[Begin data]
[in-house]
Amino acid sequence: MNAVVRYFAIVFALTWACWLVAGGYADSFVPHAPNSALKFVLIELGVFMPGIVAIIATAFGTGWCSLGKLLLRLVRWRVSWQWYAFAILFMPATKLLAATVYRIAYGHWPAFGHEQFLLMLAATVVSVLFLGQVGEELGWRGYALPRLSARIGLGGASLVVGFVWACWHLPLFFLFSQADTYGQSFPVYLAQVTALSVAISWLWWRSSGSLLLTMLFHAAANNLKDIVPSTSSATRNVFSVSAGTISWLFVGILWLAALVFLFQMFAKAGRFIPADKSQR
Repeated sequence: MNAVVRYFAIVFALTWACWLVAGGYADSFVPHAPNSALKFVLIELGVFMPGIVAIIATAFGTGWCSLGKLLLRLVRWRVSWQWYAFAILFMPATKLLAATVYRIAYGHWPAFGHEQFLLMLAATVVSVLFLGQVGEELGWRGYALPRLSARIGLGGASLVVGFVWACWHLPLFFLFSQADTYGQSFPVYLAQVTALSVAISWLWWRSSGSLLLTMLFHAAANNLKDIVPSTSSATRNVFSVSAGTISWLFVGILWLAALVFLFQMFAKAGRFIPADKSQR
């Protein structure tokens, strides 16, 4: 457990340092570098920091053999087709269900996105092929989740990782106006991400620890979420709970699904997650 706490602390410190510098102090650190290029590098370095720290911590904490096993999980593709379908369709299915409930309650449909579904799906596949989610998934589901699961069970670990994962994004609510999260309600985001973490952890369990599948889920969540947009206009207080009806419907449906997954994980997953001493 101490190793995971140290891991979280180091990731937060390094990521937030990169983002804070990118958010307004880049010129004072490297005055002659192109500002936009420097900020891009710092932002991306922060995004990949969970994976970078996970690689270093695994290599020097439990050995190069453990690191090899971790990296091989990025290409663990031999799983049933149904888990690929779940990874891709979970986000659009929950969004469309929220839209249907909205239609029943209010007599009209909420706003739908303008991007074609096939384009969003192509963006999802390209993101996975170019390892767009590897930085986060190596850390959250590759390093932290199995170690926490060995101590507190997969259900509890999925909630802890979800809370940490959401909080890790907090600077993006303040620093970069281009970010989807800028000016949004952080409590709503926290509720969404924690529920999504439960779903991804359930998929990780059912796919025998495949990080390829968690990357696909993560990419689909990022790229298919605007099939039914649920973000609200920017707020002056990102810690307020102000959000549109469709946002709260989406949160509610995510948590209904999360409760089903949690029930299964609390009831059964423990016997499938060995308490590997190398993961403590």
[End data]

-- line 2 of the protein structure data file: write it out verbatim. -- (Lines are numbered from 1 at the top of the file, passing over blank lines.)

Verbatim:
Amino acid sequence: MNAVVRYFAIVFALTWACWLVAGGYADSFVPHAPNSALKFVLIELGVFMPGIVAIIATAFGTGWCSLGKLLLRLVRWRVSWQWYAFAILFMPATKLLAATVYRIAYGHWPAFGHEQFLLMLAATVVSVLFLGQVGEELGWRGYALPRLSARIGLGGASLVVGFVWACWHLPLFFLFSQADTYGQSFPVYLAQVTALSVAISWLWWRSSGSLLLTMLFHAAANNLKDIVPSTSSATRNVFSVSAGTISWLFVGILWLAALVFLFQMFAKAGRFIPADKSQR